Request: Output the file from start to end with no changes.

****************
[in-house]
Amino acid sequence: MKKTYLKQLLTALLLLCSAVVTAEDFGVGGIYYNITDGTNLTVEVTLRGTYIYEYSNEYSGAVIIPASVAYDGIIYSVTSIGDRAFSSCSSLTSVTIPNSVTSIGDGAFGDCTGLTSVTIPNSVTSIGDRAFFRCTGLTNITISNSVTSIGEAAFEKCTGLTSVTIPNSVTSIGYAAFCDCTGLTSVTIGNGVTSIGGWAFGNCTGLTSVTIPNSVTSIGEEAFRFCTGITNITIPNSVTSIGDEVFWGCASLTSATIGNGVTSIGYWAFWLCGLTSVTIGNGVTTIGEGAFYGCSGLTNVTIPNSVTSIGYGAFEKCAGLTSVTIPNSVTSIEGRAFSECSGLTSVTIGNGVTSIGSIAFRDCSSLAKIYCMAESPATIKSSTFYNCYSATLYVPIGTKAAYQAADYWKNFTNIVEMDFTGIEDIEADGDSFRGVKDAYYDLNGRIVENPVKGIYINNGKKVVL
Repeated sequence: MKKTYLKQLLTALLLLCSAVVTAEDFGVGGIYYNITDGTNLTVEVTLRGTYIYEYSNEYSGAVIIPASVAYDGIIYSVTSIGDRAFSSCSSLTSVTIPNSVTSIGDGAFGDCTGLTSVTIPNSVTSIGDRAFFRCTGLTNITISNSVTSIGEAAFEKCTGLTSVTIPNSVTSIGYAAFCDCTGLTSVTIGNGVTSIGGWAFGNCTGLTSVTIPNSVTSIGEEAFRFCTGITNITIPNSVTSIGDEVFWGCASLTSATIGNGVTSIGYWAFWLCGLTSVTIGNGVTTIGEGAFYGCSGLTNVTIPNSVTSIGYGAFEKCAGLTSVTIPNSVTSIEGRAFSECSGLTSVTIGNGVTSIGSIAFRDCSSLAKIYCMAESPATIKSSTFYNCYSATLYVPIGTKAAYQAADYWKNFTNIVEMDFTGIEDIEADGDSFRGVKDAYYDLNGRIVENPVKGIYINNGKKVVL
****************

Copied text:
[in-house]
Amino acid sequence: MKKTYLKQLLTALLLLCSAVVTAEDFGVGGIYYNITDGTNLTVEVTLRGTYIYEYSNEYSGAVIIPASVAYDGIIYSVTSIGDRAFSSCSSLTSVTIPNSVTSIGDGAFGDCTGLTSVTIPNSVTSIGDRAFFRCTGLTNITISNSVTSIGEAAFEKCTGLTSVTIPNSVTSIGYAAFCDCTGLTSVTIGNGVTSIGGWAFGNCTGLTSVTIPNSVTSIGEEAFRFCTGITNITIPNSVTSIGDEVFWGCASLTSATIGNGVTSIGYWAFWLCGLTSVTIGNGVTTIGEGAFYGCSGLTNVTIPNSVTSIGYGAFEKCAGLTSVTIPNSVTSIEGRAFSECSGLTSVTIGNGVTSIGSIAFRDCSSLAKIYCMAESPATIKSSTFYNCYSATLYVPIGTKAAYQAADYWKNFTNIVEMDFTGIEDIEADGDSFRGVKDAYYDLNGRIVENPVKGIYINNGKKVVL
Repeated sequence: MKKTYLKQLLTALLLLCSAVVTAEDFGVGGIYYNITDGTNLTVEVTLRGTYIYEYSNEYSGAVIIPASVAYDGIIYSVTSIGDRAFSSCSSLTSVTIPNSVTSIGDGAFGDCTGLTSVTIPNSVTSIGDRAFFRCTGLTNITISNSVTSIGEAAFEKCTGLTSVTIPNSVTSIGYAAFCDCTGLTSVTIGNGVTSIGGWAFGNCTGLTSVTIPNSVTSIGEEAFRFCTGITNITIPNSVTSIGDEVFWGCASLTSATIGNGVTSIGYWAFWLCGLTSVTIGNGVTTIGEGAFYGCSGLTNVTIPNSVTSIGYGAFEKCAGLTSVTIPNSVTSIEGRAFSECSGLTSVTIGNGVTSIGSIAFRDCSSLAKIYCMAESPATIKSSTFYNCYSATLYVPIGTKAAYQAADYWKNFTNIVEMDFTGIEDIEADGDSFRGVKDAYYDLNGRIVENPVKGIYINNGKKVVL